Hasegawa Eiga and "Japanese Beauty"


(Karuta) spotlighting in domestic and overseas places.

Karuta, traditional Japanese game, has gained popularity both in Japan and overseas in recent years due to popularity of competitive karuta-themed comics. In this time, we will focus on karuta, which has developed independently in Japan and is now spreading all over the world.

Fusion of Japanese and Portuguese culture

Karuta is said to have been introduced to Japan around the 16th century by Portuguese trading ships. “Karuta” means “card” or “letter” in Portuguese. This “Nanban Karuta” was like playing cards with illustrations such as dragons and swords.

Originally, in Japan, game called “shell cover” was played among tnobility from the Heian period. This is a pair of shells, in which pictures and waka poems are written separately on the inside of each shell, and they are put together like a playing card’s nervous breakdown. It is believed that this game and Nanban karuta fused together to create the first karuta in Japan, Tensho Karuta, which formed current form of karuta.

As Tensho Karuta became widely popular, it also came to be used for gambling, and in the 18th century, game was banned by the Edo Shogunate. Most of them were burned or discarded, so there is only one existing Tensho karuta, which is stored in Tekisui Museum in Ashiya City.


Types of Karuta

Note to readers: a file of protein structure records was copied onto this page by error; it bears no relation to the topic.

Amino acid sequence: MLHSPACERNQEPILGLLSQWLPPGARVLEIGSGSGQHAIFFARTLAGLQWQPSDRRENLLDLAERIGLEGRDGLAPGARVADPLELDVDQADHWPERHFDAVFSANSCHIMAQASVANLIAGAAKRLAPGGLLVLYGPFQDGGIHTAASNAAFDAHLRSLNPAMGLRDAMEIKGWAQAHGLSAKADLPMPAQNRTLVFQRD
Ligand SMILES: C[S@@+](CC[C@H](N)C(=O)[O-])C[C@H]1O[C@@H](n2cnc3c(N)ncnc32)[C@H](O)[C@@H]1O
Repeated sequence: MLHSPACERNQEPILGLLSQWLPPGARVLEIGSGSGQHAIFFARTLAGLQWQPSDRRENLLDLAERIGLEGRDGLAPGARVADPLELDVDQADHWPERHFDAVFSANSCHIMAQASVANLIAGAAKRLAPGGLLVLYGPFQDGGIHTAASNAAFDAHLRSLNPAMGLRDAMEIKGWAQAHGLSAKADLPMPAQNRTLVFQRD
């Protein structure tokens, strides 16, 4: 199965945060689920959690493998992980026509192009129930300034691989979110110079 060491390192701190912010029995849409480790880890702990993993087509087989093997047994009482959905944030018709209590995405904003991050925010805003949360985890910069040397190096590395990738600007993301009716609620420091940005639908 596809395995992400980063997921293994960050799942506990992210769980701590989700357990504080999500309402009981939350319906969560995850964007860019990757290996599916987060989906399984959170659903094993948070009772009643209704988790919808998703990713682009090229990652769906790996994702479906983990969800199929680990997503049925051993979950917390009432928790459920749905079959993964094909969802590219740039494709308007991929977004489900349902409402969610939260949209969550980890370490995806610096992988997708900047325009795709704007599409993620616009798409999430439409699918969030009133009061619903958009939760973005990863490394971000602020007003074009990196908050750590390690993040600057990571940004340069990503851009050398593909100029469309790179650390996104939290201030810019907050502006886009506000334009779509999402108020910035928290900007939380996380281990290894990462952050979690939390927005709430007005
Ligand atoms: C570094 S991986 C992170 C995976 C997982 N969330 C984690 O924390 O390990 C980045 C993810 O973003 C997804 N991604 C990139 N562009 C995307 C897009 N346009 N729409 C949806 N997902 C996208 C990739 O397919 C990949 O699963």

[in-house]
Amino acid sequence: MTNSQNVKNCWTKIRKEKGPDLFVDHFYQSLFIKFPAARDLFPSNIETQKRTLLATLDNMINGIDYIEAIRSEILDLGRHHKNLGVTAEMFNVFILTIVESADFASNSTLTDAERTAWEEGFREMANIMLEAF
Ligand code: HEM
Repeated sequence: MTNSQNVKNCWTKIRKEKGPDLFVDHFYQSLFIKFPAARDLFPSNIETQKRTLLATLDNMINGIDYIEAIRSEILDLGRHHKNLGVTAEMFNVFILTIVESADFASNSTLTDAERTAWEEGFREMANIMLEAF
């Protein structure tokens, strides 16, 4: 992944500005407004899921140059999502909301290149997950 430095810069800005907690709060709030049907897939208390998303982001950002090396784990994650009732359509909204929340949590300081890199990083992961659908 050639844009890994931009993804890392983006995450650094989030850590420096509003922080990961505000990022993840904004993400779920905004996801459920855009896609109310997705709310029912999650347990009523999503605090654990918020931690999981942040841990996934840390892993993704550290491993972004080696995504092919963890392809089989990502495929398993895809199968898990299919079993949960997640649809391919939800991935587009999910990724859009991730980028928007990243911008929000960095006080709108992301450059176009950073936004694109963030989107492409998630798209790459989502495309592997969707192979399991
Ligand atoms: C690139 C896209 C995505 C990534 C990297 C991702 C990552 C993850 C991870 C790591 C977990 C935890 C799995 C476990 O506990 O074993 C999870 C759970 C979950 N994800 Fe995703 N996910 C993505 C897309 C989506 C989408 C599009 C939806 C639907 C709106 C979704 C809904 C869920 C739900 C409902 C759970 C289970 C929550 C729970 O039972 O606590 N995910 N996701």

After Nanban karuta was introduced, karuta developed independently in Japan. Here are some representative examples.

1. Uta Karuta
Karuta is mainly based on waka poems. Ogura Hyakunin Isshu, Tale of Ise, and the Tale of Genji are famious. In addition, there is “Iroha Karuta,” which uses proverbs starting with initials of the 48 letters of the alphabet.

2. E Karuta
Picture matching karuta, which combines two cards to make one pattern. In latter half of the Edo period, things that conveyed animals and plants, history, geography, etc. were born, and there was also an aspect as a means of widely disseminating knowledge. It is easy to understand because it is simple to match with the pattern, and even young children can enjoy it.3. Hanafuda
Surprisingly, Hanafuda is also a kind of karuta and is also called “Hana Karuta”. In this game, you compete for points by matching patterns of flowers, birds, and moons, and tactics, strategies, luck, etc. are tested.
Words “shikato”, which means to ignore, “買って出る”, and “pikaichi” are derived from hanafuda.


Boom in overseas countries due to influence of Manga

Karuta is traditional Japanese game, but in recent years, due to influence of the manga “Chihayafuru”, competitive karuta has become popular among the younger generation.Also, since game is popular overseas, karuta has become boom even among people who do not understand Japanese, such as in United States, China, and Europe. Omi Jingu Shrine in Otsu City, Shiga Prefecture, which has become sacred place for manga, has become one of the triggers for interest in Japanese culture, such as the world tournament being held.